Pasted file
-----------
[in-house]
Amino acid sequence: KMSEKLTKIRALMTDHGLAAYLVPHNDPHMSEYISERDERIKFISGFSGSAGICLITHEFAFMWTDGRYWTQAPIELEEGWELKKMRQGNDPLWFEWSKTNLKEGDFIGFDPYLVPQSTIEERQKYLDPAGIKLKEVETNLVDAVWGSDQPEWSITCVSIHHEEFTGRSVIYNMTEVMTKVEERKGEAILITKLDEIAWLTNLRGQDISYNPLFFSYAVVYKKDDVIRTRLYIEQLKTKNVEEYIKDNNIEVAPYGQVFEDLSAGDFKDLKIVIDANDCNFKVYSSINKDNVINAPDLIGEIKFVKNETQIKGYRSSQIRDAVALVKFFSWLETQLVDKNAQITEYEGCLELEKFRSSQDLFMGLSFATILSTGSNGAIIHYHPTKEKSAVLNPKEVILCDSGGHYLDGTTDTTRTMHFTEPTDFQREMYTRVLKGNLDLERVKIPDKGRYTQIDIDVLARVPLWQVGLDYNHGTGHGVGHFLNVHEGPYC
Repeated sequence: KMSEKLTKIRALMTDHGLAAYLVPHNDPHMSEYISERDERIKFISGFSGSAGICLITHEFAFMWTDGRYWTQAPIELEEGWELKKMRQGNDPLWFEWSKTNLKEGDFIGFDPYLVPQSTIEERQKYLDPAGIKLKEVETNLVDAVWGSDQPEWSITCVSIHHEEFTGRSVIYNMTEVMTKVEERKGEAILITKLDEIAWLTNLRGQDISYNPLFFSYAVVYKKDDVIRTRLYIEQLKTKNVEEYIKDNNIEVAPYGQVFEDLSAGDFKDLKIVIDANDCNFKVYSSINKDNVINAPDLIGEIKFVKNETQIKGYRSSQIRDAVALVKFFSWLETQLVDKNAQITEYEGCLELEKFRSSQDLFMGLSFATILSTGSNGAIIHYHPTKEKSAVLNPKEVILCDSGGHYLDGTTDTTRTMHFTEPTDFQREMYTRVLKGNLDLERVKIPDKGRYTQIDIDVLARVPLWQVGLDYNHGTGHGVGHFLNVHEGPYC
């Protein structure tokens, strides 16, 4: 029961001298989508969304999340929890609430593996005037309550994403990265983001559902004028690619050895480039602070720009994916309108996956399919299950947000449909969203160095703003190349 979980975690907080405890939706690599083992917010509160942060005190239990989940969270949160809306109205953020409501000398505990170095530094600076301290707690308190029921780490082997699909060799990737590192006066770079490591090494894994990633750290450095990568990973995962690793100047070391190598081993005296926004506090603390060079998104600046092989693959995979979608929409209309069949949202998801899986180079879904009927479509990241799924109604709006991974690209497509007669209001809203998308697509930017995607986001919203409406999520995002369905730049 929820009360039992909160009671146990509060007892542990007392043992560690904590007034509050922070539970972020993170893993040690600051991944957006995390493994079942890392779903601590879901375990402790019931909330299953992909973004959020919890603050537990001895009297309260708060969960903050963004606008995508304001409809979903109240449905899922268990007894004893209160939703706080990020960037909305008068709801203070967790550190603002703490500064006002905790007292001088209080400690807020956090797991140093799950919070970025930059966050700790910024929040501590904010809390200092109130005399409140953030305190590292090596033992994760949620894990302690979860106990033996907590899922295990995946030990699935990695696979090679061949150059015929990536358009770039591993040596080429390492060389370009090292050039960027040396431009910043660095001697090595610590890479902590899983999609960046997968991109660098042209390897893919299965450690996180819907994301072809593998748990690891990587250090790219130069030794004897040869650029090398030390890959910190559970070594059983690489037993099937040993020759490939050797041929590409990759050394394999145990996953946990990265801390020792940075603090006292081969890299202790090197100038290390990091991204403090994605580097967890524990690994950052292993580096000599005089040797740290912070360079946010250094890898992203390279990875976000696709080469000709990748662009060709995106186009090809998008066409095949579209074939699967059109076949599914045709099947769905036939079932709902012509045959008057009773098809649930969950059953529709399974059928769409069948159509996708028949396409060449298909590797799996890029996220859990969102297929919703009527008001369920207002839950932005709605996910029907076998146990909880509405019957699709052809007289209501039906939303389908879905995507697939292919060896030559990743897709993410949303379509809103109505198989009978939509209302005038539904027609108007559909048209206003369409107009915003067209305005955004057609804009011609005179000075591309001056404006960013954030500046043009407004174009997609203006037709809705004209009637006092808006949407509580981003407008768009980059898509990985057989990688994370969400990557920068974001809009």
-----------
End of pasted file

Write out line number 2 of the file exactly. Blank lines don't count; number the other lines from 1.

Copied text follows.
Amino acid sequence: KMSEKLTKIRALMTDHGLAAYLVPHNDPHMSEYISERDERIKFISGFSGSAGICLITHEFAFMWTDGRYWTQAPIELEEGWELKKMRQGNDPLWFEWSKTNLKEGDFIGFDPYLVPQSTIEERQKYLDPAGIKLKEVETNLVDAVWGSDQPEWSITCVSIHHEEFTGRSVIYNMTEVMTKVEERKGEAILITKLDEIAWLTNLRGQDISYNPLFFSYAVVYKKDDVIRTRLYIEQLKTKNVEEYIKDNNIEVAPYGQVFEDLSAGDFKDLKIVIDANDCNFKVYSSINKDNVINAPDLIGEIKFVKNETQIKGYRSSQIRDAVALVKFFSWLETQLVDKNAQITEYEGCLELEKFRSSQDLFMGLSFATILSTGSNGAIIHYHPTKEKSAVLNPKEVILCDSGGHYLDGTTDTTRTMHFTEPTDFQREMYTRVLKGNLDLERVKIPDKGRYTQIDIDVLARVPLWQVGLDYNHGTGHGVGHFLNVHEGPYC